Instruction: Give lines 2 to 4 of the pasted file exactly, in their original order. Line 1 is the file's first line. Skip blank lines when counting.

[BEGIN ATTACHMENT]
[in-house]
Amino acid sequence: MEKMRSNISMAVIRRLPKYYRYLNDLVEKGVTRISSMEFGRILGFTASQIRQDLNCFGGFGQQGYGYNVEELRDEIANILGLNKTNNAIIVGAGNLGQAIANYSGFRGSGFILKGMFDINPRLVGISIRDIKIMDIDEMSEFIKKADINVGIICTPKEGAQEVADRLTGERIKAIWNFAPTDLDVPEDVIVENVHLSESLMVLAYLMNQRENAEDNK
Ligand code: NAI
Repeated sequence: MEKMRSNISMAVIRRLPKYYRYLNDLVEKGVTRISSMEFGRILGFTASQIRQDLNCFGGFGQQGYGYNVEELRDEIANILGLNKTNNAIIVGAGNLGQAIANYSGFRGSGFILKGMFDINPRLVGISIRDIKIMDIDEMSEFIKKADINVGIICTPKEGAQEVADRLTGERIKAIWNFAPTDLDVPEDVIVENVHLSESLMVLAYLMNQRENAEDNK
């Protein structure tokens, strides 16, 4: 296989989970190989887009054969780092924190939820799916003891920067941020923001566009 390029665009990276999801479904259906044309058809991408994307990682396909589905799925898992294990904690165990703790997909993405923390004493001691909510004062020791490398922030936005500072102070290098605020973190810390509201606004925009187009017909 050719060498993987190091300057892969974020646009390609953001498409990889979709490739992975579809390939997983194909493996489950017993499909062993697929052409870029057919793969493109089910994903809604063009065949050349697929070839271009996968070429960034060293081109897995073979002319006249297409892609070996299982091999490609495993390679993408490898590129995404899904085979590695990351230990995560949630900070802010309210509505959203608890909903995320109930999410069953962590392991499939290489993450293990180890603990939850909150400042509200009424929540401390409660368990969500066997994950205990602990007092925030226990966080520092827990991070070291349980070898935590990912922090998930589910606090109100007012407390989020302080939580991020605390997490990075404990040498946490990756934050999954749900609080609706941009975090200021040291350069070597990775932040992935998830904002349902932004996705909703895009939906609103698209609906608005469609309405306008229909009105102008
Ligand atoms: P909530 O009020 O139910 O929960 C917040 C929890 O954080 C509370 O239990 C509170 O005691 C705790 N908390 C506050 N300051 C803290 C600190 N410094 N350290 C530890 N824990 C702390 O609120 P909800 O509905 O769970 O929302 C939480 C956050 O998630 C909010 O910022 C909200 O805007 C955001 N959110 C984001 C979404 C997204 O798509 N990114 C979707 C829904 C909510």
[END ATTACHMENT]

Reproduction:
Amino acid sequence: MEKMRSNISMAVIRRLPKYYRYLNDLVEKGVTRISSMEFGRILGFTASQIRQDLNCFGGFGQQGYGYNVEELRDEIANILGLNKTNNAIIVGAGNLGQAIANYSGFRGSGFILKGMFDINPRLVGISIRDIKIMDIDEMSEFIKKADINVGIICTPKEGAQEVADRLTGERIKAIWNFAPTDLDVPEDVIVENVHLSESLMVLAYLMNQRENAEDNK
Ligand code: NAI
Repeated sequence: MEKMRSNISMAVIRRLPKYYRYLNDLVEKGVTRISSMEFGRILGFTASQIRQDLNCFGGFGQQGYGYNVEELRDEIANILGLNKTNNAIIVGAGNLGQAIANYSGFRGSGFILKGMFDINPRLVGISIRDIKIMDIDEMSEFIKKADINVGIICTPKEGAQEVADRLTGERIKAIWNFAPTDLDVPEDVIVENVHLSESLMVLAYLMNQRENAEDNK